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Miscellaneous

Amazon Reports Record Holiday Sales

The overall holiday sales numbers for brick and mortar stores are not in yet, but are projected to be a couple of percent lower than last year.  This is not good news for the stores—or our economy.

However, contrast that to Amazon, the world’s largest Internet retailer, which reported record holiday sales this year. Consider (according to bloomberg.com) that for Amazon:

  • 6.3 million items were ordered on its peak day (Dec. 15)
  • 5.6 million items were shipped on its peak day
  • 99 percent of goods arrived in time to meet holiday deadlines

Amazon is likely a harbinger for all Internet retailers. Amazon’s success is not to imply that all online retail sites set record sales numbers this holiday season, or even surpassed last year, but it certainly does suggest a trend.

I am a case in point. For my Christmas shopping (as well as my non-Christmas buying) in the past month or so, I purchased much more online than from physical stores. These online excursions included multiple purchases from several Websites; unfortunately, not all of them worked out to my satisfaction or met my expectations — for a few of them, I’m still waiting for problems to be resolved.

Amazon, however, is a consistent, notable exception, having provided me with ease of use, accurate deliveries, and quick shipments—on multiple orders. I recommend them to people looking to buy books (and other products) and also hold them up as an example for other online stores to emulate.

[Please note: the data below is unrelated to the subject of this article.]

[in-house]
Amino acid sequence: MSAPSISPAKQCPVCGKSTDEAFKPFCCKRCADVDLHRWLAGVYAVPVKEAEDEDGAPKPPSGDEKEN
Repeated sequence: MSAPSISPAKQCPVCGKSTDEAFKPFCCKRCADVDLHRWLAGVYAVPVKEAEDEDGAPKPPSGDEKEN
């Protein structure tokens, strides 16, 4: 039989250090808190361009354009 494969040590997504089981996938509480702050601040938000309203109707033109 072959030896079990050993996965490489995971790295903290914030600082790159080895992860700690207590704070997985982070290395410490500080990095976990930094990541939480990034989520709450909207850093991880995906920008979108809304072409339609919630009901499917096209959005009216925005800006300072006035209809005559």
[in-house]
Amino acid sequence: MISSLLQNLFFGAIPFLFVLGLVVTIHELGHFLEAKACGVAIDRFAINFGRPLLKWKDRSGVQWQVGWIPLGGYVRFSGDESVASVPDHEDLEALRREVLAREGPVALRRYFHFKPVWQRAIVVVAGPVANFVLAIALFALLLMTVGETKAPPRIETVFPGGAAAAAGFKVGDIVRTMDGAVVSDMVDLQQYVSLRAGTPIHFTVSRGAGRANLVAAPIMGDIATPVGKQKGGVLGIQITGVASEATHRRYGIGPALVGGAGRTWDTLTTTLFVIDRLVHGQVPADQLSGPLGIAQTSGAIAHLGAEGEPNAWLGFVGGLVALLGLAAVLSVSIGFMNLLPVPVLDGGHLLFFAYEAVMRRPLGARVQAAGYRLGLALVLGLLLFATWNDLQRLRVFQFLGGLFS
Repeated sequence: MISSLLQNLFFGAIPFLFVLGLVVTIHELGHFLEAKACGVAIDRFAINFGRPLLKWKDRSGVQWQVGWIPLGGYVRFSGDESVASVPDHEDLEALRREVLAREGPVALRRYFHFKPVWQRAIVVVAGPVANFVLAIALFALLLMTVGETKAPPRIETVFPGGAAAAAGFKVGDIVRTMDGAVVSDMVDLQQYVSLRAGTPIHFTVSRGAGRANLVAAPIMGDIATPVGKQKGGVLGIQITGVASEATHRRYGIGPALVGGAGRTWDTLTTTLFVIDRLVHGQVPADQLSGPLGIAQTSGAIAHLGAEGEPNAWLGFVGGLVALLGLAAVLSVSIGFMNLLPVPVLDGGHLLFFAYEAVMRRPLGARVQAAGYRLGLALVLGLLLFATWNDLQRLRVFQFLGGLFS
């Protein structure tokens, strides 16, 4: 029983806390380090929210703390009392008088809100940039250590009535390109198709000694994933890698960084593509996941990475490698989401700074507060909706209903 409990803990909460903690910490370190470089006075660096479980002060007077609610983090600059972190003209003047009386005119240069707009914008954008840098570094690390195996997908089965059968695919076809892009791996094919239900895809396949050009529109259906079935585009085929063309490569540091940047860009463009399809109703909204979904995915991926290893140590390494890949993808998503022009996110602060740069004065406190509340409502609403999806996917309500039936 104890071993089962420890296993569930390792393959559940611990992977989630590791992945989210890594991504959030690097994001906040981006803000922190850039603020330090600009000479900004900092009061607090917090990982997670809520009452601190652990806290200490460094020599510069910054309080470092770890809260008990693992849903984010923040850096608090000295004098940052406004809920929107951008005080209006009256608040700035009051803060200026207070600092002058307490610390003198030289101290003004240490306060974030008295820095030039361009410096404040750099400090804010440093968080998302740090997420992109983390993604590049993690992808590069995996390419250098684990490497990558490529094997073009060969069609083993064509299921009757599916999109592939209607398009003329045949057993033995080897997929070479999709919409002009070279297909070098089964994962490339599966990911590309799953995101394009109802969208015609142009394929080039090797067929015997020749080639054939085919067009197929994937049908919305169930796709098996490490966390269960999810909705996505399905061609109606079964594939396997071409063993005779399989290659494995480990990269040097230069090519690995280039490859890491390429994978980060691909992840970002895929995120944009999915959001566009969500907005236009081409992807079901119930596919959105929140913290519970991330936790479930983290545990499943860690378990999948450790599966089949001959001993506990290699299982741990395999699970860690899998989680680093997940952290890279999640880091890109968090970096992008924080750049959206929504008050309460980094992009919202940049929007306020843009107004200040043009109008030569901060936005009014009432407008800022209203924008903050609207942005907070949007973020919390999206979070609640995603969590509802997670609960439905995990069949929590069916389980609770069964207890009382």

Amazon.com is showing us the future today.

Peter Lyle DeHaan, PhD, is an author, blogger, and publisher with over 30 years of writing and publishing experience. Check out his book The Successful Author for insider tips and insights.

Categories
Miscellaneous

An Economy Needlessly Spiraling Out of Control

We are in the midst of a wide-scale panic in the stock markets with prices plummeting daily. At this point, there is no legitimate cause for the mass selling; people are basically reacting out of fear without thinking clearly or logically. (And it doesn’t help when media folks with a huge following are telling everyone to sell.) 

Two key points of investing are as true now as ever: